Greenhouse gas supplement increases warming and alters circulation patterns on Earth and Earth-like exoplanets

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Greenhouse gas supplement increases warming and alters circulation patterns on Earth and Earth-like exoplanets


Credit: Pixabay/CC0 Public Domain

With the launch of the James Webb Space Telescope (JWST), the study of exoplanetary atmospheres and their potential habitability reached new heights. A team of researchers led by Dr. Assaf Hochman from the Institute of Earth Sciences at Hebrew University of Jerusalem, Dr. Thaddeus D. Komacek from The University of Maryland, College Park, and Paolo De Luca from the Barcelona Supercomputing Center, delved into the effects of greenhouse gas supplements on temperate terrestrial exoplanets and Earth.

Their findings demonstrate a parallel relationship between CO2 supplement and intensified warming in non-irradiated regions, impacting global circulation patterns. The work is published in the journal Scientific Reports.

Analyzing ExoCAM and CMIP6 , the research team discovered that the addition of CO2 leads to heightened warming in areas shielded from , i.e., the night side and polar regions. These localized temperature changes can bring about significant alterations in global circulation. Employing a dynamical systems framework, the researchers gained additional insights into the vertical dynamics of the atmospheres.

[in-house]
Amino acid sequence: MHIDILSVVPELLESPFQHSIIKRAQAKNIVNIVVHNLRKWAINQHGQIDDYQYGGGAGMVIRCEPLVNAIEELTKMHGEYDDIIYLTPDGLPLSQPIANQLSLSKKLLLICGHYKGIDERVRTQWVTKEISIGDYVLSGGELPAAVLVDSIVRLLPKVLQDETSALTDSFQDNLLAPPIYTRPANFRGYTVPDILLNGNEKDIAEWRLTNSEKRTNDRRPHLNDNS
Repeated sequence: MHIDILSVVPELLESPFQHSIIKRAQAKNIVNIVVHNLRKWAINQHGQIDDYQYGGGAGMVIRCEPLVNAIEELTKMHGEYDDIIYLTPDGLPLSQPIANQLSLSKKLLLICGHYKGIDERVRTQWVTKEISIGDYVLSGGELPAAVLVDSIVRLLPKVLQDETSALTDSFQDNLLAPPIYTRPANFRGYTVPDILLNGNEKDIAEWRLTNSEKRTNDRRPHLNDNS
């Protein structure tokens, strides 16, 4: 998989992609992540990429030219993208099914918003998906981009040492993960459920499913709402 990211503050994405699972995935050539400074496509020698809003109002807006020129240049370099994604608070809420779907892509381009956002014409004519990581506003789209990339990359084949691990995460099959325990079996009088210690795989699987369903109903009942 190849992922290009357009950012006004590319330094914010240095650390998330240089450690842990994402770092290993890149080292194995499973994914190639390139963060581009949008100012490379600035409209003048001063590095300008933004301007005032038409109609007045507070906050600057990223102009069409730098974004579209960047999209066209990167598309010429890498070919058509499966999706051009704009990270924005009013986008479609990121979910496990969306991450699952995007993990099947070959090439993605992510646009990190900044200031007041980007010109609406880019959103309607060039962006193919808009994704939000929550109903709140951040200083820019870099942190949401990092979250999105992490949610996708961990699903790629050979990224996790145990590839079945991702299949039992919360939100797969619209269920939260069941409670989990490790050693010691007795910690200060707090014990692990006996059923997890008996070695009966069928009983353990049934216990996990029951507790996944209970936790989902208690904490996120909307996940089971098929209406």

The study also reveals that introducing a greater supplement of CO2 into the atmosphere enhances temporal stability near the surface but decreases stability at low pressures. Surprisingly, this observation holds true for both Earth and TRAPPIST-1e, despite their distinct climate states. Dr. Assaf Hochman, from the Hebrew University of Jerusalem, emphasized the importance of comprehending the intricate connections between greenhouse gases and on both Earth and potentially habitable exoplanets.

“These findings shed light on the between and climate dynamics, offering crucial insights into the habitability of exoplanets and the potential impacts of greenhouse gas emissions on Earth’s climate,” said Dr. Assaf Hochman.

This study contributes to expanding knowledge in exoplanetary science and climate research. As the quest for habitable exoplanets continues, studying Earth’s climate dynamics becomes pivotal in identifying and characterizing potentially habitable worlds beyond our solar system.

More information:
Assaf Hochman et al, Analogous response of temperate terrestrial exoplanets and Earth’s climate dynamics to greenhouse gas supplement, Scientific Reports (2023). DOI: 10.1038/s41598-023-38026-8

Citation:
Greenhouse gas supplement increases warming and alters circulation patterns on Earth and Earth-like exoplanets (2023, July 13)
retrieved 13 July 2023
from https://phys.org/news/2023-07-greenhouse-gas-supplement-circulation-patterns.html

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